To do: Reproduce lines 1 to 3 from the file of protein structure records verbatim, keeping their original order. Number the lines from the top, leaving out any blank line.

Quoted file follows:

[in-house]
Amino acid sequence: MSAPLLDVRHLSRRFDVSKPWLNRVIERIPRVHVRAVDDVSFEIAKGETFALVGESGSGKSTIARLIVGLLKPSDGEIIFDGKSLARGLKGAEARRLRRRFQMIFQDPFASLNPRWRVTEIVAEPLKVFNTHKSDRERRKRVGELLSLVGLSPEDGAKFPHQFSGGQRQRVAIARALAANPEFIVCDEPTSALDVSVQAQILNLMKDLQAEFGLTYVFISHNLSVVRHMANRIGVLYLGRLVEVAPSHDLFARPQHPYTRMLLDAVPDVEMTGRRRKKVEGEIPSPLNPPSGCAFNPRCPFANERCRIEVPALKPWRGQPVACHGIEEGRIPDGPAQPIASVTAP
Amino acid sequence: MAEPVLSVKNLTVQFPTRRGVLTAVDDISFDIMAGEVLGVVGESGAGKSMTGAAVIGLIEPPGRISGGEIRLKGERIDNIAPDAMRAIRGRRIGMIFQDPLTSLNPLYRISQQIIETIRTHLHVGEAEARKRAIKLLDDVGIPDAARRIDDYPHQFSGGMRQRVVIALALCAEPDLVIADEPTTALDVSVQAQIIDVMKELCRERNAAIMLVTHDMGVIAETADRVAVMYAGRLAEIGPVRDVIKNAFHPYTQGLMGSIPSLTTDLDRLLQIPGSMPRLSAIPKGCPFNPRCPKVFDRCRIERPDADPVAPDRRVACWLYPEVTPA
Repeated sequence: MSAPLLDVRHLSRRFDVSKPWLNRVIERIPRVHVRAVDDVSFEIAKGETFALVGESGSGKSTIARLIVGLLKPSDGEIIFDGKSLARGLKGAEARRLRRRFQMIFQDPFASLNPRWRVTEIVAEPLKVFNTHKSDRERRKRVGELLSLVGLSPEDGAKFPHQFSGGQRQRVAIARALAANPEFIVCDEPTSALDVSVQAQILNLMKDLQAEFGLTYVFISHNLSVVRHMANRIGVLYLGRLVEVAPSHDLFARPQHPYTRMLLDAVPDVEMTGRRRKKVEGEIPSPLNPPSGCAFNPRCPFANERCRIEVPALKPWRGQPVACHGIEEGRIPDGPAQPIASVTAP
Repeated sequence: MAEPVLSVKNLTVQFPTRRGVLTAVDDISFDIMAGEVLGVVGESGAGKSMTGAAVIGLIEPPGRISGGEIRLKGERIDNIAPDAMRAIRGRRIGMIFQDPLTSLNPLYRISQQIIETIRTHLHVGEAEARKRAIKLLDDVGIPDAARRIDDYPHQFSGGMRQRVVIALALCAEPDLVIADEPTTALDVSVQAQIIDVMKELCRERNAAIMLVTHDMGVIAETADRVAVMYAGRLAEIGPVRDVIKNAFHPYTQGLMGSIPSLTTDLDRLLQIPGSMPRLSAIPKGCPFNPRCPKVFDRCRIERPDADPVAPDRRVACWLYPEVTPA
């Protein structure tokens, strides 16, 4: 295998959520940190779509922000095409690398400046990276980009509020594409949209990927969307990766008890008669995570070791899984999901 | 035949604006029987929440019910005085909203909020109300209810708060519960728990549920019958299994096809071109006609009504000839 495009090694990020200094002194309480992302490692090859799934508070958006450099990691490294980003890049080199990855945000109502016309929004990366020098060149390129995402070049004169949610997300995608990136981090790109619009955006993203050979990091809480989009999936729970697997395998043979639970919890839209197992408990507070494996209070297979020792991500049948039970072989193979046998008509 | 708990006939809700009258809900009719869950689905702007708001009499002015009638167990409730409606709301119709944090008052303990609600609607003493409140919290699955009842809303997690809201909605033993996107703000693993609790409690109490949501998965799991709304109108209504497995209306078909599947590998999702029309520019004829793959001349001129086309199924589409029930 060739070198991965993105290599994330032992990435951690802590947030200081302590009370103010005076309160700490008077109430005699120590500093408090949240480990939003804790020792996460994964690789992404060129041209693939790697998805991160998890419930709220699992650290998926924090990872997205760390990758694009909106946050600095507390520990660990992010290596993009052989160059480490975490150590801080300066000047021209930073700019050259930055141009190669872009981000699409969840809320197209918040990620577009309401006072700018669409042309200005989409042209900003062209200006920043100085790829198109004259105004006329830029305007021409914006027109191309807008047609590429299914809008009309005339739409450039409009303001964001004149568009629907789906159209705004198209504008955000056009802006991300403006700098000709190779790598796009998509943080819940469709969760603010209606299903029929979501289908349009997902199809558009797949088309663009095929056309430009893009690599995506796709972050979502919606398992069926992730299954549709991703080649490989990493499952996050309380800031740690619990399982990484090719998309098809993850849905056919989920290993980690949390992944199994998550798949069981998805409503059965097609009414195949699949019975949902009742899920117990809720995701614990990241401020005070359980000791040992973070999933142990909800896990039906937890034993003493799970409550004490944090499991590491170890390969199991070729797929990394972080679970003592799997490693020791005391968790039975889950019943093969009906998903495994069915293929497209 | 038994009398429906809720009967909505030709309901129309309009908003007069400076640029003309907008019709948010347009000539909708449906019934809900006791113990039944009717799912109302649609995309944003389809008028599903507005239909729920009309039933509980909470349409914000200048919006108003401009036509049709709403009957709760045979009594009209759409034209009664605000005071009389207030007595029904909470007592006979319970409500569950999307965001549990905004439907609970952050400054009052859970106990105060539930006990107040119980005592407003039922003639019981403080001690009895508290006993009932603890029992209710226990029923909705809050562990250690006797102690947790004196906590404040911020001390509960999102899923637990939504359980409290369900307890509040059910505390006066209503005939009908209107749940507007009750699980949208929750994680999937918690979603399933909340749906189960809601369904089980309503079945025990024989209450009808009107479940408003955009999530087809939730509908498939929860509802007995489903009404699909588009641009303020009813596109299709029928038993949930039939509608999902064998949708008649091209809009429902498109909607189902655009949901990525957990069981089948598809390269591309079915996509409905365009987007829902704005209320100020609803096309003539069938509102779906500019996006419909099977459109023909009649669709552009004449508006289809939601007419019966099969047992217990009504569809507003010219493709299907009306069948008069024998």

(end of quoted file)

[in-house]
Amino acid sequence: MSAPLLDVRHLSRRFDVSKPWLNRVIERIPRVHVRAVDDVSFEIAKGETFALVGESGSGKSTIARLIVGLLKPSDGEIIFDGKSLARGLKGAEARRLRRRFQMIFQDPFASLNPRWRVTEIVAEPLKVFNTHKSDRERRKRVGELLSLVGLSPEDGAKFPHQFSGGQRQRVAIARALAANPEFIVCDEPTSALDVSVQAQILNLMKDLQAEFGLTYVFISHNLSVVRHMANRIGVLYLGRLVEVAPSHDLFARPQHPYTRMLLDAVPDVEMTGRRRKKVEGEIPSPLNPPSGCAFNPRCPFANERCRIEVPALKPWRGQPVACHGIEEGRIPDGPAQPIASVTAP
Amino acid sequence: MAEPVLSVKNLTVQFPTRRGVLTAVDDISFDIMAGEVLGVVGESGAGKSMTGAAVIGLIEPPGRISGGEIRLKGERIDNIAPDAMRAIRGRRIGMIFQDPLTSLNPLYRISQQIIETIRTHLHVGEAEARKRAIKLLDDVGIPDAARRIDDYPHQFSGGMRQRVVIALALCAEPDLVIADEPTTALDVSVQAQIIDVMKELCRERNAAIMLVTHDMGVIAETADRVAVMYAGRLAEIGPVRDVIKNAFHPYTQGLMGSIPSLTTDLDRLLQIPGSMPRLSAIPKGCPFNPRCPKVFDRCRIERPDADPVAPDRRVACWLYPEVTPA